While the language in the NDAA puts mild restrictions on the obligations of Department of Defense (DOD) funds for the construction of biofuel refinery use in the military, it does not go far enough. With biofuels costing at least fourfold what DOD pays for conventional petroleum-based fuel, now is not the time to put additional financial strain on the military. The armed forces do not yet fully understand the consequences of biofuel use for military operations. Funds to pay for this costly alternative fuel would be better served going to critical, underfunded modernization accounts such as revitalizing the naval fleet.
The NDAA permits the Air Force to reduce the strategic airlift from 301 to 275. The lawmakers chose not to address the total number of ships that the Navy should maintain but threw their support behind the need to operationally maintain 12 strategic submarines. The C-130 aviation modernization program was also preserved in the next fiscal year.
Congress chose to ignore dangers stemming from the rising costs of military compensation. While the law establishes the military compensation and retirement modernization commission, an urgent action to change the system is needed. The Heritage Foundation’s Baker Spring already proposed changes so that the compensation system provides the best array of options to men and women in uniform. These reforms are based on Heritage’s Saving the American Dream plan that fixes the debt and cuts spending.
Congress expresses the sense that “the President should take steps to address Taiwan’s shortfall in fighter aircraft, whether through the sale of F–16 C/D aircraft or other aircraft of similar capability, as may be necessary to enable Taiwan to maintain a sufficient self-defense capability.” This is a step in the right direction, but Congress should realize that Taiwan desperately needs the new F-16C/D aircraft to replace its obsolete fighters.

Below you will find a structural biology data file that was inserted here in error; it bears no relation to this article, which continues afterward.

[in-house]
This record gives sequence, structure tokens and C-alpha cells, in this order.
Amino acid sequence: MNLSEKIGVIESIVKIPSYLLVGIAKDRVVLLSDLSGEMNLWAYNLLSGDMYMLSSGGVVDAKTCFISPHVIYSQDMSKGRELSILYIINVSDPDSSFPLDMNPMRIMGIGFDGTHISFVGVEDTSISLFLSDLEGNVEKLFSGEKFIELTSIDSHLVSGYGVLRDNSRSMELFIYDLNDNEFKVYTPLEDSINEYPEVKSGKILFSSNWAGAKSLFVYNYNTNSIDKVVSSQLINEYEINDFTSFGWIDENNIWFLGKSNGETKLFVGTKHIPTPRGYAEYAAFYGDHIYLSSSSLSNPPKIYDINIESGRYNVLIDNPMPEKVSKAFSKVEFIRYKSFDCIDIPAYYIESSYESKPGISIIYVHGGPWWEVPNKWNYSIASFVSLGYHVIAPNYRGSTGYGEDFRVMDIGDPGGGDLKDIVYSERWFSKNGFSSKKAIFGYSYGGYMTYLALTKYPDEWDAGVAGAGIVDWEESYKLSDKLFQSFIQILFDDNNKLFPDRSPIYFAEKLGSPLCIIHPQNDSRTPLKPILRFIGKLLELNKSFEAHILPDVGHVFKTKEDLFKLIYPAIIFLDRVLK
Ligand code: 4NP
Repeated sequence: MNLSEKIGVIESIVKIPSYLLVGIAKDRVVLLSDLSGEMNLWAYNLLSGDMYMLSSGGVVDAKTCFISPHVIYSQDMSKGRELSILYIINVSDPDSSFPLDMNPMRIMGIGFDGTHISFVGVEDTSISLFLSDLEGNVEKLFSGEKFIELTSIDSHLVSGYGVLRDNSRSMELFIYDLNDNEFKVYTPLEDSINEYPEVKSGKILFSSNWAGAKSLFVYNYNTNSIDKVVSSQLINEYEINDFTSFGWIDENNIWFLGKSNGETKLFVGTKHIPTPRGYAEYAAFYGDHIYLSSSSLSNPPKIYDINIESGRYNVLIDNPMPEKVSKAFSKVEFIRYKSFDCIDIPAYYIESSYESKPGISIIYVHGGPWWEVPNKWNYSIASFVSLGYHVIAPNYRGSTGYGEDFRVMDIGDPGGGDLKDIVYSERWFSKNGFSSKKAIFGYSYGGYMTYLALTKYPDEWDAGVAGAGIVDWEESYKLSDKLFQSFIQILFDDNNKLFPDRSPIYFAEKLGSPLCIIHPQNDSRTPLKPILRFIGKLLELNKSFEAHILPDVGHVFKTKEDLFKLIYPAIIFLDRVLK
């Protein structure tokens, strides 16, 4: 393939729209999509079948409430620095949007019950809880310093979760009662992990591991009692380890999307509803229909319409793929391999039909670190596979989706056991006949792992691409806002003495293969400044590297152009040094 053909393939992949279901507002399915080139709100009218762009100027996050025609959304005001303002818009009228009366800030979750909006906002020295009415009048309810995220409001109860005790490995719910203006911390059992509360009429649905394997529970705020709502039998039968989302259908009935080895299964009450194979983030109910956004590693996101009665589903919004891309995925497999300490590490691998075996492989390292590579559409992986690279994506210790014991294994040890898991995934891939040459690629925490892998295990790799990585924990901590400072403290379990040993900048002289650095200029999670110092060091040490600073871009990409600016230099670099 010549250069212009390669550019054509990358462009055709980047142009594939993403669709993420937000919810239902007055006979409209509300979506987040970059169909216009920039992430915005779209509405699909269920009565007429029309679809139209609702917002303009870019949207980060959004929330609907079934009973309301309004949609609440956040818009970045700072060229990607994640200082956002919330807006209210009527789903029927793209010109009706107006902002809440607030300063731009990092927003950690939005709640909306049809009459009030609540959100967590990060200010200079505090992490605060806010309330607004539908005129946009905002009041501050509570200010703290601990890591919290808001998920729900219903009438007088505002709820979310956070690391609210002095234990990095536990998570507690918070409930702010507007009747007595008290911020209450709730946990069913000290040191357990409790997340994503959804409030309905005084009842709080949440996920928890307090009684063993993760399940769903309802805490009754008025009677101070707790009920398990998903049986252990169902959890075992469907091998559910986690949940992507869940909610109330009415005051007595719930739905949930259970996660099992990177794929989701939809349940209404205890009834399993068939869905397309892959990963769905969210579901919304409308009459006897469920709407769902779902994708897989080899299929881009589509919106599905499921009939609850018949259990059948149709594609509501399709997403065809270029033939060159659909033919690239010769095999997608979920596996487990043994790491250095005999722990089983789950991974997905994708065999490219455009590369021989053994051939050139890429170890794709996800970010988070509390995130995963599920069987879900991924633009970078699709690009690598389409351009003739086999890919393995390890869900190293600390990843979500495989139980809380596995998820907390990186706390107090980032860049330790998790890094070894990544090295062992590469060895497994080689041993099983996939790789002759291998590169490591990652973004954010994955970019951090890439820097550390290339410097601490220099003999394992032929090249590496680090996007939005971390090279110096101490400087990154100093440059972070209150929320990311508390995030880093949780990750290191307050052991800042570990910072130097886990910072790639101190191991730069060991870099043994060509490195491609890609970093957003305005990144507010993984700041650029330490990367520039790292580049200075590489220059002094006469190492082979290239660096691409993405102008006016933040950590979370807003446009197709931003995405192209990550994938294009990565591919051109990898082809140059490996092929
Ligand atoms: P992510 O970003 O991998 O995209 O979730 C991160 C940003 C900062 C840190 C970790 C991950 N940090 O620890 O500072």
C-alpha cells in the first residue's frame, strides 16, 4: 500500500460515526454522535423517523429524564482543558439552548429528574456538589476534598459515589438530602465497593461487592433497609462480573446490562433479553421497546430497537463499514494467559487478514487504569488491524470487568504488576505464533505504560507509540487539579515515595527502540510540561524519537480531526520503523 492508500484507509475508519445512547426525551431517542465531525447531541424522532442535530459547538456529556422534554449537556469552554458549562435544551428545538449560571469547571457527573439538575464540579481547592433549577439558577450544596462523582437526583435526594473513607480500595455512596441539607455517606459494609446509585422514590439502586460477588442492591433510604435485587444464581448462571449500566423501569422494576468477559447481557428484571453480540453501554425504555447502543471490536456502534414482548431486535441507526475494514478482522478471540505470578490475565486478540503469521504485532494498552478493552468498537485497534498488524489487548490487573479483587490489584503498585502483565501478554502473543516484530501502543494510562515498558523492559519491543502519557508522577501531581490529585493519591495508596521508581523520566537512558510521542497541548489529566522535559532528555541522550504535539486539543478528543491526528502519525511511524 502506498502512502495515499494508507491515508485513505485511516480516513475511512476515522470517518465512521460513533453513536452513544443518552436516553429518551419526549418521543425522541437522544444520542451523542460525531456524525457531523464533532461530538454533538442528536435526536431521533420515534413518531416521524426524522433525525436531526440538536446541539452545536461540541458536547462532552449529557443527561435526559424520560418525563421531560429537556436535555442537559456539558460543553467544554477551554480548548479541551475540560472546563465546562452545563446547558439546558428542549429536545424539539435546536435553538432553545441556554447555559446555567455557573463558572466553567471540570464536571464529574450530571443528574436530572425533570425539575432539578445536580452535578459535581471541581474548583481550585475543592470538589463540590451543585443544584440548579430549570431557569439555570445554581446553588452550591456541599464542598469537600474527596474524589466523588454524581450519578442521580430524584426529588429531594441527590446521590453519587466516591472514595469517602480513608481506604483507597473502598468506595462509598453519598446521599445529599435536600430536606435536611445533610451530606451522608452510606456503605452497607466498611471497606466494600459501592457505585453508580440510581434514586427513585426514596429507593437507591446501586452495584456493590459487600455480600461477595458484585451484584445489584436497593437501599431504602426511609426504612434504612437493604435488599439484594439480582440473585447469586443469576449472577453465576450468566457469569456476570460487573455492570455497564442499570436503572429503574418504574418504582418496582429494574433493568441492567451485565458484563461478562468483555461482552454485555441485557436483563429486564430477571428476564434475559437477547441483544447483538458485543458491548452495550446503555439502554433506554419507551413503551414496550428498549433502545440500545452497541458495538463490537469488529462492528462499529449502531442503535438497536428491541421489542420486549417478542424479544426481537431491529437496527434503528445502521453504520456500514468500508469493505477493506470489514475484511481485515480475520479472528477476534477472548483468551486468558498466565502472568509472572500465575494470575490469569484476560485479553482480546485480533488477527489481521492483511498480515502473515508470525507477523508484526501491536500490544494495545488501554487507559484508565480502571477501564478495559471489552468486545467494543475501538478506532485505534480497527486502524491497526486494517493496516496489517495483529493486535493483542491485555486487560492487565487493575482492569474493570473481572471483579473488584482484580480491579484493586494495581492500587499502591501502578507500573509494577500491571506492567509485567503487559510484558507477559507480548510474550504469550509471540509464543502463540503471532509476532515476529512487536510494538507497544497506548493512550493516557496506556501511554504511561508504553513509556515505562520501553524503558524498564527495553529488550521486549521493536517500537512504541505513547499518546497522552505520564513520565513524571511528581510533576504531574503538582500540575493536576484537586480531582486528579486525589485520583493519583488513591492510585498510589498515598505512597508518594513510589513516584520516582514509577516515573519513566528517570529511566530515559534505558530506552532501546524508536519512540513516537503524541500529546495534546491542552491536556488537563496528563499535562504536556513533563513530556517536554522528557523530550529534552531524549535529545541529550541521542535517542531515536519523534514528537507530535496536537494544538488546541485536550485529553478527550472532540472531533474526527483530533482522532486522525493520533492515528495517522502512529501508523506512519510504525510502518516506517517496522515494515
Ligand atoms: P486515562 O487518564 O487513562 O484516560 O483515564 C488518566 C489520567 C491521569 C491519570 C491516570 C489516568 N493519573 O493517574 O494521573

The law fails to designate Boko Haram as a terrorist organization but allows the Secretary of Defense to provide counterterrorism assistance to certain African countries. It also “retroactively” authorizes additional Weapons of Mass Destruction Civil Support Teams for U.S. homeland defense and abandons the House’s requirement to withdraw two brigade combat teams from Europe. All of these are good steps.
Sadly, lawmakers also chose to reauthorize the ineffective FIRE Act grants.
Lastly, the law does not provide for the establishment of a bipartisan independent strategic review panel. Such a panel would provide Congress with the opportunity to independently examine the assumptions behind the Pentagon’s Quadrennial Defense Review report and allow the members to come to their own conclusions regarding the proper U.S. defense posture.
All of these—and many more—issues remain important for The Heritage Foundation in the coming year. After all, to “provide for the common defense” is one of the key constitutional responsibilities of the federal government.